Books Should Be Free is now
Loyal Books
Free Public Domain Audiobooks & eBook Downloads
Search by: Title, Author or Keyword

Explorations in Australia The Journals of John McDouall Stuart   By: (1815-1866)

Book cover

First Page:

EXPLORATIONS IN AUSTRALIA.

THE JOURNALS

OF

JOHN McDOUALL STUART

DURING THE YEARS

1858, 1859, 1860, 1861, & 1862,

WHEN HE FIXED THE CENTRE OF THE CONTINENT AND SUCCESSFULLY CROSSED IT FROM SEA TO SEA.

EDITED FROM MR. STUART'S MANUSCRIPT BY WILLIAM HARDMAN, M.A., F.R.G.S., &c.

With Maps, a Photographic Portrait of Mr. Stuart, and twelve Engravings drawn on wood by George French Angas, from Sketches taken during the different expeditions.

(SANS CHANGER. S.O. AND CO.)

SECOND EDITION.

1865.

ADVERTISEMENT

TO THE

SECOND EDITION.

Since the first edition of this work was published Mr. Stuart has arrived in England, and at a recent meeting of the Geographical Society he announced that, taking advantage of his privilege as a discoverer, he had christened the rich tract of country which he has opened up to the South Australians Alexandra Land.

December 1st, 1864.

PREFACE BY THE EDITOR.

The explorations of Mr. John McDouall Stuart may truly be said, without disparaging his brother explorers, to be amongst the most important in the history of Australian discovery. In 1844 he gained his first experiences under the guidance of that distinguished explorer, Captain Sturt, whose expedition he accompanied in the capacity of draughtsman. Leaving Lake Torrens on the left, Captain Sturt and his party passed up the Murray and the Darling, until finding that the latter would carry him too far from the northern course, which was the one he had marked out for himself, he turned up a small tributary known to the natives as the Williorara. The water of this stream failing him, he pushed on over a barren tract, until he suddenly came upon a fruitful and well watered spot, which he named the Rocky Glen. In this picturesque glen they were detained for six months, during which time no rain fell. The heat of the sun was so intense that every screw in their boxes was drawn, and all horn handles and combs split into fine laminae. The lead dropped from their pencils, their finger nails became as brittle as glass, and their hair, and the wool on their sheep, ceased to grow. Scurvy attacked them all, and Mr. Poole, the second in command, died. In order to avoid the scorching rays of the sun, they had excavated an underground chamber, to which they retired during the heat of the day.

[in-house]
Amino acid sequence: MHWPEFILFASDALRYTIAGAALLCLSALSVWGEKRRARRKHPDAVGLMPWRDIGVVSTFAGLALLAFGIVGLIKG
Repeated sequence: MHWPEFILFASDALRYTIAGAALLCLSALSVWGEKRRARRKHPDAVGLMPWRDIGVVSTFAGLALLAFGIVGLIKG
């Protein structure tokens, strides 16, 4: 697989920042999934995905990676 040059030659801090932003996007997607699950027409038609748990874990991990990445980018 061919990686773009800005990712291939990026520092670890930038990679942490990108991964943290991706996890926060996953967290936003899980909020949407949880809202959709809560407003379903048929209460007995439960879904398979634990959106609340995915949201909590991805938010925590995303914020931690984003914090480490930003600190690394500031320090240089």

When the long expected rain fell, they pushed on for fifty miles to another suitable halting place, which was called Park Depot. From this depot Captain Sturt made two attempts to reach the Centre of the continent. He started, accompanied by four of his party, advancing over a country which resembled an ocean whose mighty billows, fifty or sixty feet high, had become suddenly hardened into long parallel ridges of solid sand. The abrupt termination of this was succeeded at two hundred miles by what is now so well known as Sturt's Stony Desert, to which frequent allusion is made by Mr. Stuart in his journals. After thirty miles more, this stony desert ceased with equal abruptness, and was followed by a vast plain of dried mud, which Captain Sturt describes as "a boundless ploughed field, on which floods had settled and subsided." After advancing two hundred miles beyond the Stony Desert, and to within one hundred and fifty miles of the Centre of the continent, they were compelled to return to Park Depot, where they arrived in a most exhausted condition.

A short rest at the Depot was followed by another expedition, Captain Sturt being on this occasion accompanied by Mr. Stuart and two men. The seventh day of their journey brought them to the banks of a fine creek, now so well known as Cooper Creek in connection with the fate of those unfortunate explorers, Burke and Wills. At two hundred miles from Cooper Creek Captain Sturt and his party were again met by the Stony Desert, but slightly varied in its aspect. Before abandoning his attempt to proceed, the leader of the expedition laid the matter before his companions, and he writes as follows: "I should be doing an injustice to Mr... Continue reading book >>




eBook Downloads
ePUB eBook
• iBooks for iPhone and iPad
• Nook
• Sony Reader
Kindle eBook
• Mobi file format for Kindle
Read eBook
• Load eBook in browser
Text File eBook
• Computers
• Windows
• Mac

Review this book



Popular Genres
More Genres
Languages
Paid Books